The Perfect Physique: The Proper Way To Train For Bikini Competitions : The Lion's Den University
Class Notes - 04/28/17

04/28/17 - Class Notes

This class we are going to be discussing multiple things from the textbook. Re-read some of the sections you discussed later to make sure you understand all of it. In order to get back to the site once the teacher goes away, simply hit the close button at the top right next to comments and share. If you are the teacher and reading this, cut the kid a break - if your class was more interesting this would have never happened in the first place.

There are several things that can

The Perfect Physique: The Proper Way To Train For Bikini Competitions

*NOTE: This article has been fully endorsed and approved by NPC/IFBB Head Judge, Tamer El Guindy.  Please find his links at the bottom of this article in order to connect with him.

This is a question I get asked frequently by new competitors.  This question does NOT have ONE correct answer.  It’s hard to simplify the answer to this question and generalize it for all competitors.  If we did that, the answer would not be of use to anybody.  Just as every single body is different, the answer should be different for every competitor.  In order to get the correct answer, we must first ask the correct question.  The correct question we should be asking actually has two parts: what are the judges looking for, and what does this specific competitor’s body need in order to achieve that look?

The Bikini Division has been labeled as highly subjective, so how will you know what the judges are looking for?  Without getting into the topics of stage presentation and other related factors that may affect placings, let’s focus solely on the criteria for a good bikini physique.  Generally speaking, bikini is about proportions… developing the right body parts in order to create an elongated, curvy, and feminine shape.  I say DEVELOP to eliminate any belief that one must be born with an hour-glass figure to be successful as a bikini competitor.  Some of the best IFBB Bikini Pros began as amateurs with no curves or muscle maturity whatsoever, and now, after several years of consistent training and dieting they are ranked best in the world.


If we are to identify THREE essential body parts the judges look at first, they will be: glutes, waist, and quads.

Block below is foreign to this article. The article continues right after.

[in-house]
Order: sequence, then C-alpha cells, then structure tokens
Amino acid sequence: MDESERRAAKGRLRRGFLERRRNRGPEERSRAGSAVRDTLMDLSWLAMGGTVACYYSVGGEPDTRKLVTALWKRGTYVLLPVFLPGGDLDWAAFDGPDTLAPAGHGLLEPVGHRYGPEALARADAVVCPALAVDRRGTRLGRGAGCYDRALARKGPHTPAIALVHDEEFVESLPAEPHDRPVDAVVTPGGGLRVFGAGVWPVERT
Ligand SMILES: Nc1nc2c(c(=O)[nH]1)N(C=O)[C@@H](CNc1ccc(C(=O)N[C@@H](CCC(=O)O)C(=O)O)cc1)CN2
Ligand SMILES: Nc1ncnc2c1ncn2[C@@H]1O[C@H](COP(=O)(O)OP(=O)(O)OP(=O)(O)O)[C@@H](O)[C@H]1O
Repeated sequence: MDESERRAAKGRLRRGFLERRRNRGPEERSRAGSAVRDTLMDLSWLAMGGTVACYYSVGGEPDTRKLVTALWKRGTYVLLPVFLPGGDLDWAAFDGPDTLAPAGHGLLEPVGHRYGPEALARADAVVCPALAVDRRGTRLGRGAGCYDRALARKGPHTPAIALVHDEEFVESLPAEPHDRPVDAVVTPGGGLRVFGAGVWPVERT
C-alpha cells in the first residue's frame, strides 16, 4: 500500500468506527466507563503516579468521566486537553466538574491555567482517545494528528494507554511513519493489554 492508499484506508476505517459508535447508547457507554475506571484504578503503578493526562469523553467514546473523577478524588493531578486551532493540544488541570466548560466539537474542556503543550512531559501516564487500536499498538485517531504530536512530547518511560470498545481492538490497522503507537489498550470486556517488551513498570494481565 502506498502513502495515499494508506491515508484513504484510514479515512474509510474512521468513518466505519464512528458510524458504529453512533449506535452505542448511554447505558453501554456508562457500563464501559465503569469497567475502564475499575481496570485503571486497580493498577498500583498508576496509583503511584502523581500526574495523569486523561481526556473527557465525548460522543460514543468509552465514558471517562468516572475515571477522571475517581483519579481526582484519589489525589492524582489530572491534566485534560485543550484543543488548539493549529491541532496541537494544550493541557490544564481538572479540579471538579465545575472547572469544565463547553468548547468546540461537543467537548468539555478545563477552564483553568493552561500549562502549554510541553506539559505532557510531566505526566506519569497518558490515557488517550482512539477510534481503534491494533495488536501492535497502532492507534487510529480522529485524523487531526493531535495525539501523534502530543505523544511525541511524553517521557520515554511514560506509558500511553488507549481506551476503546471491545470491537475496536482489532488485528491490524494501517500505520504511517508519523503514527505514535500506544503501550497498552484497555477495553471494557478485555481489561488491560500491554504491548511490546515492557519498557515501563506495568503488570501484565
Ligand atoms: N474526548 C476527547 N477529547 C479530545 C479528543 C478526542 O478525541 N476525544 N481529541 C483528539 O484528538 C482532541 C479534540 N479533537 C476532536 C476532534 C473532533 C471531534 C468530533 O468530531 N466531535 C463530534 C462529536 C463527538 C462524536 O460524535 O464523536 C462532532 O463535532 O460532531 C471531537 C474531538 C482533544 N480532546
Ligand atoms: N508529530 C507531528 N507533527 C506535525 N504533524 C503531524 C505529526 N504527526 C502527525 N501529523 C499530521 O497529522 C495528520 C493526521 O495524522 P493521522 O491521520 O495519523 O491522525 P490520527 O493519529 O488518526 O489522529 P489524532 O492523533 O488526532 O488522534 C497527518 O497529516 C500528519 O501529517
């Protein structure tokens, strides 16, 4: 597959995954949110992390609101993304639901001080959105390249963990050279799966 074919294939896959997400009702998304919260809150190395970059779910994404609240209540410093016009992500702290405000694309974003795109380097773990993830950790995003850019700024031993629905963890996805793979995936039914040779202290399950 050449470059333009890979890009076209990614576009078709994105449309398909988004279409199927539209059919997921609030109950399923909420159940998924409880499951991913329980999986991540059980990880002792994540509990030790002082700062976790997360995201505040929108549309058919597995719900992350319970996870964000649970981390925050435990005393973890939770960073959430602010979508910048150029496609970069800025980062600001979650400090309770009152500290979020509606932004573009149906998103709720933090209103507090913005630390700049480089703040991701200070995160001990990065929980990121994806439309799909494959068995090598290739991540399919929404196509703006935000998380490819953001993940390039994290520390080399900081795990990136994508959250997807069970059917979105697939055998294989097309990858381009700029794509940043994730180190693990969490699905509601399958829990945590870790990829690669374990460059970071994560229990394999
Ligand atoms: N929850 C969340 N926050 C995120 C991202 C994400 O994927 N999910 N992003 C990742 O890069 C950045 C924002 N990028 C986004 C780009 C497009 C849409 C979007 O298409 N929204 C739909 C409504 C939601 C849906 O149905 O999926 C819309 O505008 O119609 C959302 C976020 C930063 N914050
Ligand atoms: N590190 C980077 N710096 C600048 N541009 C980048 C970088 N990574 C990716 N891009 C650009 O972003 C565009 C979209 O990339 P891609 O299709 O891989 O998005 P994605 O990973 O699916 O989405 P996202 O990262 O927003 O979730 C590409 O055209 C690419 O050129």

Probably the most important body part on a bikini competitor is the glutes.  Obviously.  Not much explanation needed here.  Generally when we are talking about Bikini Division, bigger is not better… UNLESS we are speaking in context of the glutes.  This region must be well developed, demonstrate good separation and conditioning (especially between the upper hamstring/lower glute connector), and be extremely tight and perky.  Some of the best IFBB Bikini Pro glutes to look to for example are: Stacey Alexander, Justine Munro, and Amanda Latona.

Next comes the waist.  To be competitive in this division, one must have (or appear to have) a small waist.  This is so important in the Bikini Division and perhaps the body part that has the most misconceived notions.  First of all, when we are referring to the waist, we are not referring to the abdominal muscles.  Yes, they are in the same vicinity but a bikini competitor should not have shredded abs… that’s for a different division.  Bikini is not about abs.  I promise you the judges are not looking to see who has the best shaped, blocky, cut up abs on stage.  Of course, as you lean out your abs/obliques will show as this signifies a low body-fat percentage, but no bikini competitor ever won a show because she had the best abs.  On the contrary, I have seen bikini competitors get docked points for being “too hard” in the abdominal/oblique area.  Bikini is all about having the right proportions.  And when we are talking about the waist, we are talking about proportions.

There are two things to take into consideration about the waist.  The first being that the size of someone’s waist is primarily due to their genetics.  A waist is one of those things that is more difficult to sculpt, although it can be done (which is another topic I will write in detail about later).  The second, and perhaps most overlooked factor about waist size, is that one’s training methods greatly affects the appearance of their waist.  The way someone trains affects the overall appearance of the entire physique.  The body is intelligent and adapts holistically.  Even if you attempt to do isolation training, it STILL affects some other part of your body.